In the last one and a half decades efforts for applying biofuels have increased all over the world. The main reasons of this are the rising demands for gas oil and the bio regulations in the European Union. Nowadays approx. 95% of the used bio blending components in diesel fuels is FAME (biodiesel). The use of bio gas oils (mixture of n-and i-paraffins) is gradually increasing. The biodiesels are produced by catalytic transesterification of different triglyceride-containing feedstocks (e.g. vegetable oils, used frying oils, animal fats, algae oils, brown grease, etc.) mainly with methanol. Many factors affect the quality and performance properties of these first generation biofuel; e.g. the type of the feedstock, and the alcohol; the transesterification technology and the catalytic system. The quality of the feedstock has the strongest effect on final FAME quality. The aim of our systematic research and development activity was to produce high quality biodiesels. The feedstocks from various sources were transesterified in the presence of Candida antarctica immobilized lipase in a solvent free medium. The effect of the purity and the fatty acid composition of different feedstocks on the quality and performance properties of FAME were investigated. Based on the experimental results we concluded that the physical and/or chemical refining of the raw materials is definitely necessary to produce high quality biodiesel. The significantly different fatty acid composition of the feedstock does not affect the enzymatic transesterification. It can be stated that biodiesels with adequate oxidation stability and CFPP value can be produced only from vegetable oils with high oleic acid content.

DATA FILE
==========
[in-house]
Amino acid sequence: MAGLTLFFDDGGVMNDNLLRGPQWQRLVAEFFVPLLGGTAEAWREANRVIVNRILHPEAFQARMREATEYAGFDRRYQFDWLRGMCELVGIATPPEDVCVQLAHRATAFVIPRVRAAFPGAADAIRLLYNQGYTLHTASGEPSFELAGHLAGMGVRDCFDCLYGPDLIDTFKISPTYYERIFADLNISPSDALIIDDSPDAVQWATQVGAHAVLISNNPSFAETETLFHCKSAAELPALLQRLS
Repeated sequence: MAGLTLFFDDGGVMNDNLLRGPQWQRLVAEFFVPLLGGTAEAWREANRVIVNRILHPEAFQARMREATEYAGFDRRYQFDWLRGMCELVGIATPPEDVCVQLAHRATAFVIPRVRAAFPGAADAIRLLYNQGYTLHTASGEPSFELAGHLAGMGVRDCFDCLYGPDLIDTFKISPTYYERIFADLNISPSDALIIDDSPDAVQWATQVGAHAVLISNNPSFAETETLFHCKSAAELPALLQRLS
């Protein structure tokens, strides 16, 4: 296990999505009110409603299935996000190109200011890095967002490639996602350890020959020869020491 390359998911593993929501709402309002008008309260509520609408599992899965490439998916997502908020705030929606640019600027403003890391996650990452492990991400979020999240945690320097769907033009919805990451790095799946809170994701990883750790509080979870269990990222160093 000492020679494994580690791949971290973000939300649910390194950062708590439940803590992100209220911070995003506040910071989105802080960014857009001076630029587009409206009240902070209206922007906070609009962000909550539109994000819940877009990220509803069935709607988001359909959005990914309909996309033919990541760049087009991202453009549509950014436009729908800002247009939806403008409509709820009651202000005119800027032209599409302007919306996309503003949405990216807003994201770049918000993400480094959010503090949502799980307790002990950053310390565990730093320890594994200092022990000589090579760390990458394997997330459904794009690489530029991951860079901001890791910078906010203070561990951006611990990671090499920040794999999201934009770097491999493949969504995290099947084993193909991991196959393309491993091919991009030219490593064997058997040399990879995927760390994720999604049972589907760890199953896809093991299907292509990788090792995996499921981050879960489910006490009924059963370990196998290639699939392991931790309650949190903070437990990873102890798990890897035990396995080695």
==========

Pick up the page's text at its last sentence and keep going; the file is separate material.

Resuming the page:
|Title of host publication||Biodiesel|
|Subtitle of host publication||Blends, Properties and Applications|
|Publisher||Nova Science Publishers, Inc.|
|Number of pages||24|
|Publication status||Published - Dec 1 2011|
ASJC Scopus subject areas